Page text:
Posts Tagged object library
How Access Works
Microsoft Access actually consists of two separate applications, which are presented as being part of a single software program. The forms, reports and modules comprise the Microsoft Access application itself – the user interface – while the tables and queries form the database engine.
You can see this most clearly in Visual Basic. Press ALT + F11 in any Access database to go into Visual Basic, then choose Tools / References from the menu. You’ll see a list of all of the programs Access could talk to, with a few at the top ticked. The main ones will be:
- Microsoft Access NN.0 Object Library (where the NN depends on the version you are using – 12 if you’re using Access 2007, 11 if you’re using Access 2003, 13 if you’re using Access 2010)
- Either Microsoft Data Access Objects, ActiveX Data Objects or Access Database Engine Objects, depending on which version of Access you’re using.
Choosing a Technology
In the beginning there was Microsoft Access up to and including version 97. If you write VBA within an old database like this, you don’t have any choice – you’ll have to use Direct Access Objects, or DAO.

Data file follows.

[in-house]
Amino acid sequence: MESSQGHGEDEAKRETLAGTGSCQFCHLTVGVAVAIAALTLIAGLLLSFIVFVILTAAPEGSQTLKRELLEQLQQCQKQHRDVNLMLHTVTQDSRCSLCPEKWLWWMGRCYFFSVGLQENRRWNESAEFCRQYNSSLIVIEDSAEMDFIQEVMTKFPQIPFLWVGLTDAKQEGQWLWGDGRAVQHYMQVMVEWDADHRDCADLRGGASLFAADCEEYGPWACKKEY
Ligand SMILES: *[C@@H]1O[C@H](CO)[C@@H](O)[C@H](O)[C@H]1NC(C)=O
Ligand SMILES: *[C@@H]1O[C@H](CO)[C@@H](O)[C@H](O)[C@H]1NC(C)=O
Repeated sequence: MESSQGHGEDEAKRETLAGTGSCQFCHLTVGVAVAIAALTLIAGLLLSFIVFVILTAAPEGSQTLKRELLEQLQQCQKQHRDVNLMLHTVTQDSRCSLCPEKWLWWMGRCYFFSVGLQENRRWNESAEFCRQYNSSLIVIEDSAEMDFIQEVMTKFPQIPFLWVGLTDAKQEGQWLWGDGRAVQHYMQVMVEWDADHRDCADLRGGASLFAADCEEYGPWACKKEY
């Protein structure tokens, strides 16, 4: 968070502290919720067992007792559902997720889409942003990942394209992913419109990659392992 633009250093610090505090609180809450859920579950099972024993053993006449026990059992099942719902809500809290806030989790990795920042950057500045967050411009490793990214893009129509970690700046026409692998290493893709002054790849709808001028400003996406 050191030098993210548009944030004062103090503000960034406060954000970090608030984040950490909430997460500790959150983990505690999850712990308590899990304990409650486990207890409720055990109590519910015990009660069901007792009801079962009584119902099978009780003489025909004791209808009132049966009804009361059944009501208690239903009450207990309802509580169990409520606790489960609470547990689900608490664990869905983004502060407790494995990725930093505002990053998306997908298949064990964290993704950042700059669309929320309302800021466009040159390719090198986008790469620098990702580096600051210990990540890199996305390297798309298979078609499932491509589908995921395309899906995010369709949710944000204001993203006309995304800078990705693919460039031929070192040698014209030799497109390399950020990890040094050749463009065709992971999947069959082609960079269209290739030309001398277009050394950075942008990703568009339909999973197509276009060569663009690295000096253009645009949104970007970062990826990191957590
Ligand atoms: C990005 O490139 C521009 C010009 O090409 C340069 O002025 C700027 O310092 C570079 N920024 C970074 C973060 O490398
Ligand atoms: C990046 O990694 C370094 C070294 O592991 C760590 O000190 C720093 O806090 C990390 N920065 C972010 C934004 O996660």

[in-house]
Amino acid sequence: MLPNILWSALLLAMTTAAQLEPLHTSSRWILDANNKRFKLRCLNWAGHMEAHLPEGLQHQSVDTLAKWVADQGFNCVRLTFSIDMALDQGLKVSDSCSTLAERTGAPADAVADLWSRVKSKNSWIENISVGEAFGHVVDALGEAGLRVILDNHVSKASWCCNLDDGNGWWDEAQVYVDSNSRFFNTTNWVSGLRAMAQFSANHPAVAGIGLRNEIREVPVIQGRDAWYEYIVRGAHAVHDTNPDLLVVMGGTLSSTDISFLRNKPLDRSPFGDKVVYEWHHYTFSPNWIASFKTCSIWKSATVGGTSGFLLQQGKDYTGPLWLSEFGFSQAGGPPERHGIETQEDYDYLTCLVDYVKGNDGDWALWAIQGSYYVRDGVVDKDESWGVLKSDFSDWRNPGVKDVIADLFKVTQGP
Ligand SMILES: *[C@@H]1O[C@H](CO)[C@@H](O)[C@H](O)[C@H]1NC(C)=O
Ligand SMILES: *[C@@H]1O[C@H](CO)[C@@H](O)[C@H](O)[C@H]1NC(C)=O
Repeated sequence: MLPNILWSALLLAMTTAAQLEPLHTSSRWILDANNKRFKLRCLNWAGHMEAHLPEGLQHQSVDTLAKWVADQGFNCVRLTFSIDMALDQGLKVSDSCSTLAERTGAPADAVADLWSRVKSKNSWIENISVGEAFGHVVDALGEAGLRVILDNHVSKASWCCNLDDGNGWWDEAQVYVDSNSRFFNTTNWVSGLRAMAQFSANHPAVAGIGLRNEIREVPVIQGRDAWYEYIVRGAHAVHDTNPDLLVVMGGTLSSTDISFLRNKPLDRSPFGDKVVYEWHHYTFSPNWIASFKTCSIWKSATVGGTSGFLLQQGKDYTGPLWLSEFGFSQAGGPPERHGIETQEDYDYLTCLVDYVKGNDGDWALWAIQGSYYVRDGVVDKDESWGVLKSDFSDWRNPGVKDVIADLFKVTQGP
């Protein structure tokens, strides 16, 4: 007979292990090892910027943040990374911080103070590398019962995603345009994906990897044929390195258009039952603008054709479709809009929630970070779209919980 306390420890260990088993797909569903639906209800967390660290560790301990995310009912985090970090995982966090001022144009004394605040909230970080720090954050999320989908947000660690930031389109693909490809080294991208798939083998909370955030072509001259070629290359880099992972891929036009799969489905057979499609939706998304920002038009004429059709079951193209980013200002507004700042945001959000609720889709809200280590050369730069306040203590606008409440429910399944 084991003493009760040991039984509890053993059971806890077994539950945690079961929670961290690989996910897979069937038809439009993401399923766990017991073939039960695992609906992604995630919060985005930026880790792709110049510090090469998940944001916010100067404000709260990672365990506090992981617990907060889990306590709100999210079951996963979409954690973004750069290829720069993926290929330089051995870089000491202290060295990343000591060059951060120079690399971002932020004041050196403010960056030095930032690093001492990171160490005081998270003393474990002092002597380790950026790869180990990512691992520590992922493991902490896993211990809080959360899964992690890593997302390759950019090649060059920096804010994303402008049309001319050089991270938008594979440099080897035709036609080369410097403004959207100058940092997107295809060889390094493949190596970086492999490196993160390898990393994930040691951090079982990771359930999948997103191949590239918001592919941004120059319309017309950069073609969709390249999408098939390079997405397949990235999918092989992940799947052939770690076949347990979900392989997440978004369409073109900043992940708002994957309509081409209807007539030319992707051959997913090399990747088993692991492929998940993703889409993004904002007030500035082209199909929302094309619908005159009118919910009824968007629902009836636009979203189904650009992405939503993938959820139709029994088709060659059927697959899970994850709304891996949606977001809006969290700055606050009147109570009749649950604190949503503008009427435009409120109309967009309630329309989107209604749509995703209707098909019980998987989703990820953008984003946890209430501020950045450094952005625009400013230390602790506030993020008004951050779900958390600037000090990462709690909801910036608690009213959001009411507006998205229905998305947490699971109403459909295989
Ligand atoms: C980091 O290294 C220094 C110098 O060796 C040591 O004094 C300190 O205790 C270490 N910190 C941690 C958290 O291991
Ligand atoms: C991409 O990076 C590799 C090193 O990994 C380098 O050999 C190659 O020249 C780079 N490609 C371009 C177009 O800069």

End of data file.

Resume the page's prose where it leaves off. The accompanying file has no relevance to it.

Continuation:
If you’re using Access 2000, 2002/XP or 2003, your best choice will probably be ActiveX Data Objects, or ADO. This comes in many versions (typically from 2.0 to 2.8 and 6.0) – any will do. ADO has the advantage that it runs more quickly than DAO, and allows you to connect to other data sources (and not just an Access database engine).
Finally, if you’re using Access 2007 or 2010, your best choice will be to use Access Database Engine Objects.
Similarities and Differences
When you’re writing code in VBA, there are more similarities than differences between the 3 technologies. Most importantly, the all contain the concept of a recordset, which is like a table open in VBA. You can go to the first, previous, next or last record in a recordset, but can not go beyond the BOF or EOF markers (beginning of file/end of file).Tags: access vba, activex data objects, data access objects, microsoft data access, object library